When The Polyphonic Spree’s percussionist, Brian Teasley, got off a flight from Dallas Fort Worth Airport in August of 2004 he was tired from a long tour and flight. Making a diversion to the nearest Taco Bell, he quite possibly contemplated the difficult balance between pursuing his dreams of being a touring musician and maintaining a normal home life. Turning the corner onto his road, several police and FBI cars were sitting in front of his house and Teasley was arrested on site. The crime: carrying a Placid Audio Copperphone mic.
The tubular, copper coloured microphone (pictured above) that Teasely carried in his luggage was mistaken as a pipe bomb by airport security, who shut down the airport while they inspected the object. Teasley was released without charge, but decided to let Spree bassist and Copperphone inventor Mark Pirro carry the microphone on tour from that day on.
In fact, several renowned musician and producers – from Dave Fridmann to Jack White and Green Day – can be counted as Copperphone carriers. The cardioid, dynamic microphone was designed to replicate an AM radio sound in the studio and on stage. And with a frequency response of 200Hz – 3kHz, Pirro explains that the crappy-on-purpose sound is exactly what he was aiming for: “Most mics are designed to reproduce a high fidelity response, but I have gone the other way and tried to reproduce sounds that are crappy and low-fi and make them tasteful and useful.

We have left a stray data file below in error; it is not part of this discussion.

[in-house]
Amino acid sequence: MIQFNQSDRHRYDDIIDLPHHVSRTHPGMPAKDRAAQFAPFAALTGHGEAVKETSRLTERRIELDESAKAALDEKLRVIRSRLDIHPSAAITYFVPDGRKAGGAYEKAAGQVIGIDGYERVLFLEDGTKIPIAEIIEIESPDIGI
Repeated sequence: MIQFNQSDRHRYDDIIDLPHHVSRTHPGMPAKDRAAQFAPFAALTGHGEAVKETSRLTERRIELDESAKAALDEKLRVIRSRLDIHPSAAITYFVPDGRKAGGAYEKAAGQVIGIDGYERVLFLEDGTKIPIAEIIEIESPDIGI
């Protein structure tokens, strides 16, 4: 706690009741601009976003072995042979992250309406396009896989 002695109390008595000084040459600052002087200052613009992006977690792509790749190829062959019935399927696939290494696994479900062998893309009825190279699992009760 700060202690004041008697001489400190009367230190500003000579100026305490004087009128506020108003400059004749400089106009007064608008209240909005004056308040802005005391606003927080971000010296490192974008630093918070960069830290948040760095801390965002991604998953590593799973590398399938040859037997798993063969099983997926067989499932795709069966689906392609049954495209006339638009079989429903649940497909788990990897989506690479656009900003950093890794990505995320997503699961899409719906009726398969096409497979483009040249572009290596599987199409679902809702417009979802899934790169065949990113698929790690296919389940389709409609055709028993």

“The components of the Copperphone purposely limit the frequency response. This is partially due to the fact that it is housed in a copper tube, but the length and size of the tube helps as well because of what happens inside the diaphragm. It is like a speaker enclosure; if you pull your speakers out of a cabinet they are going to sound a certain way, but when you put them in a cabinet the air space behind helps accentuate a certain frequency response. I experimented with different lengths of tube and it seemed that six inches was what seemed to work the best to balance the cost and the desired effect.”